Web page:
Jeffrey St. Clair

From Wikipedia, the free encyclopedia
Jump to: navigation, search

Jeffrey St. Clair (born 1959 in Indianapolis, Indiana)[1] is an investigative journalist, writer and editor. He was the co-editor, with Alexander Cockburn (who died in 2012), of the political newsletter CounterPunch, and a contributing editor to the monthly magazine In These Times. He has also written for The Washington Post, San Francisco Examiner, The Nation and The Progressive. His reporting focuses on the politics surrounding environmental and military issues.

St. Clair attended the American University in Washington, D.C.,[2] majoring in English and history. He has worked as an environmental organizer and writer for Friends of the Earth, Clean Water Action Project, and the Hoosier Environmental Council.

In 1990, he moved to Oregon to edit the influential environmental magazine Forest Watch, published by the libertarian economist Randal O'Toole. In 1994, he joined journalists Alexander Cockburn and Ken Silverstein on CounterPunch. He now co-edits the newsletter and the popular website.

In 1998, he published his first book, with Cockburn, Whiteout: the CIA, Drugs and the Press, a history of the CIA's ties to drug gangs from World War II to the Mujahideen and Nicaraguan Contras. This was followed by A Field Guide to Environmental Bad Guys (with James Ridgeway), Five Days that Shook the World: Seattle and Beyond, Al Gore: a User's Manual, and Been Brown So Long It Looked Like Green to Me: the Politics of Natureand Born Under a Bad Sky: Notes from the Dark Side of the Earth.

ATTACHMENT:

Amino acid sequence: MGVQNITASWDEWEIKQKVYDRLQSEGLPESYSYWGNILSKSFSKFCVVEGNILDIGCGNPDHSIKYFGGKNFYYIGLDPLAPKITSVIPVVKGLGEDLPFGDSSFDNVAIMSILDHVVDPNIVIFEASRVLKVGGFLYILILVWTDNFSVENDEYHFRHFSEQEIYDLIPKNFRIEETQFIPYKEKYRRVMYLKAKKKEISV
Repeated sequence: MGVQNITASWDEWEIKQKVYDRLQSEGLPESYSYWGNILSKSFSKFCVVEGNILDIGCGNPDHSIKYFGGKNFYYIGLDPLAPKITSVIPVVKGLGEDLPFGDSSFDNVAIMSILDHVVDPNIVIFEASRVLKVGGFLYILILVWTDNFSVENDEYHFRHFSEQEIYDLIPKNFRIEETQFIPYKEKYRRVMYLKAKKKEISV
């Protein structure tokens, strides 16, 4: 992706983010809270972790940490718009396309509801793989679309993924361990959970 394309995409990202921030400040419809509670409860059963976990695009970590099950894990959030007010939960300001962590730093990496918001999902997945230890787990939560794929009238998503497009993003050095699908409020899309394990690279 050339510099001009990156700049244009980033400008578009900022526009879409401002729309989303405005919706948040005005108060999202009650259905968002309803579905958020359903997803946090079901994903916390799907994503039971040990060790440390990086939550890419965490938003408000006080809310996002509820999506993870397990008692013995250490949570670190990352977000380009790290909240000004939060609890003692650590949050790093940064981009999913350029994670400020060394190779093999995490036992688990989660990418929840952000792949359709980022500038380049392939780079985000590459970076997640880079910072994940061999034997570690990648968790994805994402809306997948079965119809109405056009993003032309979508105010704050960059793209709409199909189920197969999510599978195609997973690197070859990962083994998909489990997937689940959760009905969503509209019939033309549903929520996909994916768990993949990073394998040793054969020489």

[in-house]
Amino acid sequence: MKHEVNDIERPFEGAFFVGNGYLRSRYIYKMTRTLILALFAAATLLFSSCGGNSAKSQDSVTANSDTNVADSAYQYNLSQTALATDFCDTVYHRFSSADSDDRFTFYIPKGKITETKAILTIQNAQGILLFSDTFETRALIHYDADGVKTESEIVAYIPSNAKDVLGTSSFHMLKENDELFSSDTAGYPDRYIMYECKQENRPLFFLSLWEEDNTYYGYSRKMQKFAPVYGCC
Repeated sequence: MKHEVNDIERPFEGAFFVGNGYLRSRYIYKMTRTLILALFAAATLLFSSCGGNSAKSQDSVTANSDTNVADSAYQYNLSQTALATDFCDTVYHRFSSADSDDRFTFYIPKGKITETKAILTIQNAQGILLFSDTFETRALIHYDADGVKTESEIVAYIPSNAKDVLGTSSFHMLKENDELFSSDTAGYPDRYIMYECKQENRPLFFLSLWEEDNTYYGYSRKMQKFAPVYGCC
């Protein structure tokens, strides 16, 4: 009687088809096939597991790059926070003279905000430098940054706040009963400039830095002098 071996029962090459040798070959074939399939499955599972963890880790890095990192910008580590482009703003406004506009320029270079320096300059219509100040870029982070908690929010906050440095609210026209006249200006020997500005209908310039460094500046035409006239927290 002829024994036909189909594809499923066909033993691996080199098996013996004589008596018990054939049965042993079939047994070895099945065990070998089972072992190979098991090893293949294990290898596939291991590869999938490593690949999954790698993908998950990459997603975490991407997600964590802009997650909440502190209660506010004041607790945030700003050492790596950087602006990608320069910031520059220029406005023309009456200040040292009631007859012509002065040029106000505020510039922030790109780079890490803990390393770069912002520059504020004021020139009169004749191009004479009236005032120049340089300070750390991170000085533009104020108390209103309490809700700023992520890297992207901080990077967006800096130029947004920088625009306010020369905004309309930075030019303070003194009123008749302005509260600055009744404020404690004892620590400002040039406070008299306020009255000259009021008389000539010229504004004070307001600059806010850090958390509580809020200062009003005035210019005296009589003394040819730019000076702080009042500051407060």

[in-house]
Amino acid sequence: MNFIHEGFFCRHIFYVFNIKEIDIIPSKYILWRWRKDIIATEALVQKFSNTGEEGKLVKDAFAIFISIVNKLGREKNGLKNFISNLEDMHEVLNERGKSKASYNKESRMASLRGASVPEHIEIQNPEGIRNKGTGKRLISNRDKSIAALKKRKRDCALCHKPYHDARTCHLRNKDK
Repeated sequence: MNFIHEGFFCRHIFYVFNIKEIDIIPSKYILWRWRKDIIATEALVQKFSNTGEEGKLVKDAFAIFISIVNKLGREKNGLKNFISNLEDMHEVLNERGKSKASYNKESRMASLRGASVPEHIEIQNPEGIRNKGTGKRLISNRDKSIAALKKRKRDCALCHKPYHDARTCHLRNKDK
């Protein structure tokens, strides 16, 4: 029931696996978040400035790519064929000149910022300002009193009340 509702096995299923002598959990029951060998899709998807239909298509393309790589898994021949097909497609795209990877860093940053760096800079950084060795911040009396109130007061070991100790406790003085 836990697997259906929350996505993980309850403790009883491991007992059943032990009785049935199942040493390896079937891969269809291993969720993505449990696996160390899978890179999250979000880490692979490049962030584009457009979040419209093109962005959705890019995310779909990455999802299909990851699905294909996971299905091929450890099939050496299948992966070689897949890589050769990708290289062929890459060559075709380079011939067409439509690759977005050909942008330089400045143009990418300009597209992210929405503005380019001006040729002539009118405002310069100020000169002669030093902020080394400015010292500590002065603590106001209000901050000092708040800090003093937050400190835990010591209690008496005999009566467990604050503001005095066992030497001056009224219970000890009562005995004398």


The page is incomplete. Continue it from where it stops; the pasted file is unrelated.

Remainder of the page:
In October 2000, a month before the 2000 U.S. Presidential election, St. Clair wrote in CounterPunch magazine, "Is there a more palpable sign of the neo-liberals' mounting desperation than that they are now warning progressives and Leftists that a vote for Ralph Nader is the surest way to elect George W. Bush? This is a malicious game of threat of inflation, where Bush (a pathetic moron who resembles no one so much as our greatest president, Gerald Ford) is puffed up into Midland, Texas' own version of Saddam Hussein. It's a cynical ploy; yet, millions have fallen for it, trembling out of fear."[3]

Jeffrey St. Clair lives in Oregon City with his wife Kimberly Willson-St. Clair, a librarian.[4]

Books[edit]

References[edit]

  1. ^ "Hogwash", October 29, 2006, Jeffrey St. Clair, CounterPunch, retrieved 25 April 2007
  2. ^ "Intolerable Opinions in an Age of Shock and Awe", March 21, 2004, Jeffrey St. Clair, CounterPunch, retrieved 25 April 2007
  3. ^ St. Claire, Jeffrey (October 19, 2000) "The Real Threat Is Gore, not Nader." CounterPunch.
  4. ^ The Remaking of Cataract Canyon September 3, 2006, Jeffrey St. Clair, CounterPunch, retrieved 25 April 2007

External links[edit]